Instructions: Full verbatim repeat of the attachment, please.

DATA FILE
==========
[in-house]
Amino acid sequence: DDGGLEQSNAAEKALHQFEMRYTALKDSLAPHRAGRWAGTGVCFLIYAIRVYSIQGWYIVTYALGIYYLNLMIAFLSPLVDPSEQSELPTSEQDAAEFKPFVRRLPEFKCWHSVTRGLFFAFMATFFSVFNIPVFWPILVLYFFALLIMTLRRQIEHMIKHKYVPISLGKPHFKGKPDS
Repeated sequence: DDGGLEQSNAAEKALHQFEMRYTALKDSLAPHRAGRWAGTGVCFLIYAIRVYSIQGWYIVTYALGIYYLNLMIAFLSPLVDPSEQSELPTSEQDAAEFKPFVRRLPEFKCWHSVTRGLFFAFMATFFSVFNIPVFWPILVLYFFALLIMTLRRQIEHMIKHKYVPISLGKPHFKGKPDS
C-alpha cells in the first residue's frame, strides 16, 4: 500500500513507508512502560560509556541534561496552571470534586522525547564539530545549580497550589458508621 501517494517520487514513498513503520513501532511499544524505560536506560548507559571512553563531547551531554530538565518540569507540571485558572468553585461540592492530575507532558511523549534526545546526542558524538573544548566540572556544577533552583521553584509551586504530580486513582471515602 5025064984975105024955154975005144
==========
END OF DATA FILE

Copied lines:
[in-house]
Amino acid sequence: DDGGLEQSNAAEKALHQFEMRYTALKDSLAPHRAGRWAGTGVCFLIYAIRVYSIQGWYIVTYALGIYYLNLMIAFLSPLVDPSEQSELPTSEQDAAEFKPFVRRLPEFKCWHSVTRGLFFAFMATFFSVFNIPVFWPILVLYFFALLIMTLRRQIEHMIKHKYVPISLGKPHFKGKPDS
Repeated sequence: DDGGLEQSNAAEKALHQFEMRYTALKDSLAPHRAGRWAGTGVCFLIYAIRVYSIQGWYIVTYALGIYYLNLMIAFLSPLVDPSEQSELPTSEQDAAEFKPFVRRLPEFKCWHSVTRGLFFAFMATFFSVFNIPVFWPILVLYFFALLIMTLRRQIEHMIKHKYVPISLGKPHFKGKPDS
C-alpha cells in the first residue's frame, strides 16, 4: 500500500513507508512502560560509556541534561496552571470534586522525547564539530545549580497550589458508621 501517494517520487514513498513503520513501532511499544524505560536506560548507559571512553563531547551531554530538565518540569507540571485558572468553585461540592492530575507532558511523549534526545546526542558524538573544548566540572556544577533552583521553584509551586504530580486513582471515602 5025064984975105024955154975005144